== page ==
A TOAST FOR KENYA

 

 

 

Kenya's Julius Yego reacts during the final of the men's javelin throw athletics event at the 2015 IAAF World Championships at the
Kenya’s Julius Yego celebrates after the final of the men’s javelin throw athletics event at the 2015 IAAF World Championships at the “Bird’s Nest” National Stadium in Beijing on August 26, 2015.

 

The mood of the audience in the Bird’s Nest is pregnant with expectancy. You can almost tell that something phenomenal is about to happen as the big man takes a few steps backwards then charges forward like a mad rhino. His javelin is held aloft as he gathers momentum. His last step falls a few centimeters short of the throwing mark as he releases the javelin with  a mighty force that he surges forward with it and dives to the ground while letting out a guttural roar; one that can only come out of a beast of prey that has struck a killer blow at its opponent or prey. His name is Yego (in his village, they call him Yeko).

All the while, I have been wondering why in the world can anybody call a modern stadium “Bird’s Nest!” then I remember that I recently read an article somewhere that bird nests are a rare but popular protein-rich delicacy in China and other surrounding Asian countries. In fact these special edible nests are some of the most expensive animal products in the world with one costing up to $250. The nests are not only medicinal but contain about 70% protein and hence cannot be consumed by anybody who is allergic to protein. Before you rush out to look for a bird’s nest, be warned that I am not talking about the eagle type of nests that are made of dry twigs and feathers. These ones are mainly made out of special secretions from a rare species of birds. Sorry I digressed.

Back to Yeko; the javelin seems to fly for ages like a bird that is flying home, and overshoots its nest, then remembers that it is already home. In fact it takes all the time I spent telling you about edible bird nests. So the javelin cuts its journey short and lands, but not before eating up what seems like half of the length of “The Bird’s Nest” in Beijing! When the distance is measured, it stands at slightly over 91m, a few meters shy of 100m. The unbelievable has just happened! History has been made! This is not only the best throw in the world this year but it is also the third best of all times. The whole stadium comes to a standstill as Yeko gets a standing ovation. Back home, those glued behind TV screens in bars, hotels and living rooms also stand up in respect of the newest legend. The commentator, is short of words but manages to say things like, “This is big……..history has been made right here in The Bird’s Nest, the man is definitely a legend back home” blah blah ….he rumbles on and on.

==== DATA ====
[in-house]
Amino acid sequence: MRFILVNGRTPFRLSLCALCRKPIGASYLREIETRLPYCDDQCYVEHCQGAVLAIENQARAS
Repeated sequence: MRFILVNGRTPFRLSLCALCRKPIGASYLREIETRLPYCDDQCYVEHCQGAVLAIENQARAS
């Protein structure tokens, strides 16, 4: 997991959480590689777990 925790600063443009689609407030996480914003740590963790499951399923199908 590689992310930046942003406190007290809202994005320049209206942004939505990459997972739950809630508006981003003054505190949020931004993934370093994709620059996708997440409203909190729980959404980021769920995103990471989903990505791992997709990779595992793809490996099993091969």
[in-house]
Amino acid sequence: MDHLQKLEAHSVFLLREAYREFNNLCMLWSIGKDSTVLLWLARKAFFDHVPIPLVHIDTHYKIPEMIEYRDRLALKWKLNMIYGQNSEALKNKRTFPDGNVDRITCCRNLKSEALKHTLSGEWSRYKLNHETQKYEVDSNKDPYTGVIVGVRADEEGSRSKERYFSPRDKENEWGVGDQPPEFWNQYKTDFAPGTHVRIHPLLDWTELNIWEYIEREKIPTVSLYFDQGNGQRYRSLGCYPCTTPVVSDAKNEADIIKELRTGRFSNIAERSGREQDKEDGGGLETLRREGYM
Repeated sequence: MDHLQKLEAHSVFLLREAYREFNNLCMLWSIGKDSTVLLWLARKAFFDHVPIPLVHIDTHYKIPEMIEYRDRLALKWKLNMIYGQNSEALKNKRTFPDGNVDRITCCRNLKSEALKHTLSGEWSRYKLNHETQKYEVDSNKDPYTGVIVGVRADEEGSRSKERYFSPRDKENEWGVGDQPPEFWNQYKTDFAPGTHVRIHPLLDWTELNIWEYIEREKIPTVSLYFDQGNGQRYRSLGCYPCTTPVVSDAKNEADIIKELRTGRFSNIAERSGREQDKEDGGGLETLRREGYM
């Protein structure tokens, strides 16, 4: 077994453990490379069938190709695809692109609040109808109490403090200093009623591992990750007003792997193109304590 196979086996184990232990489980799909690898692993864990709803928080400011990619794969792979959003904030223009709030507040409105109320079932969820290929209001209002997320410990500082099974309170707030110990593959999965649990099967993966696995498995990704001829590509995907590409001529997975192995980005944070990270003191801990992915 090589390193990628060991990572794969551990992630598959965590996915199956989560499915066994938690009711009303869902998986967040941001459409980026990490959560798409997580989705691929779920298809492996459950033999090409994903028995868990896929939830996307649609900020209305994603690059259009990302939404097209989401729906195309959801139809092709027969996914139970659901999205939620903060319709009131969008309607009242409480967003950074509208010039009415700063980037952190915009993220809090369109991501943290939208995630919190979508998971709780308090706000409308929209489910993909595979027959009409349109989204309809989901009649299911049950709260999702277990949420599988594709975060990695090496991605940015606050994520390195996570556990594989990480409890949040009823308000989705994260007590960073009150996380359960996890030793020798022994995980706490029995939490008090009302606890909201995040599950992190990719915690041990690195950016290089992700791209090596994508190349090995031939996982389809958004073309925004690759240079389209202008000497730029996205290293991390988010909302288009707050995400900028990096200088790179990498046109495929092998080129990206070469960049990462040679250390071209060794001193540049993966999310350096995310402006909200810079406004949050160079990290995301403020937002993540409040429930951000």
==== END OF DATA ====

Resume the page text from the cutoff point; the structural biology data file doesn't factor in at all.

All this while I am on my feet, in my living room, looking at my old screen with new admiration. I badly want to hug the screen (I love hugs), and scream Obama’s slogan “Yes we can” so loudly until I spit my lungs out. But then I just remember in time that my four year old son is watching me. Tears of joy have just sprung into my eyes and the boy asks me, “Daddy why are you crying?” I tell him that an insect accidentally jumped into my eye. Dads don’t cry remember. No? Then he asks me, “Did that guy want to throw that stick out of the stadium? I tell him yes, but that rod is called a javelin and the man Yego has just won a gold medal by throwing it out of the stadium. They have actually just brought it back! I hope I can be forgiven for misleading a four year-old, but didn’t Yego want to throw that damn thing out of the stadium?

Yego is a man of interest to many across the globe since he is the embodiment of a self-made athlete. I have personally followed his marvelous story since he came into national limelight as the kid who trained on YouTube. His coaches, mentors and role models, people that he had never met, were on YouTube man! at least until he started participating internationally. Sounds like a fairy tale, doesn’t it? That is why when this man beats the whole world to clinch the first ever gold medal for Kenya in field events, he becomes an automatic legend. That is why, later, when the instrumental rendition of our national anthem rules the air in the bird’s nest, as he receives his gold medal, I realize that my eyes are getting wet yet again. This time round I make sure to face the opposite direction away from my boy lest he wonders whether another stupid insect has found its way into my eye again.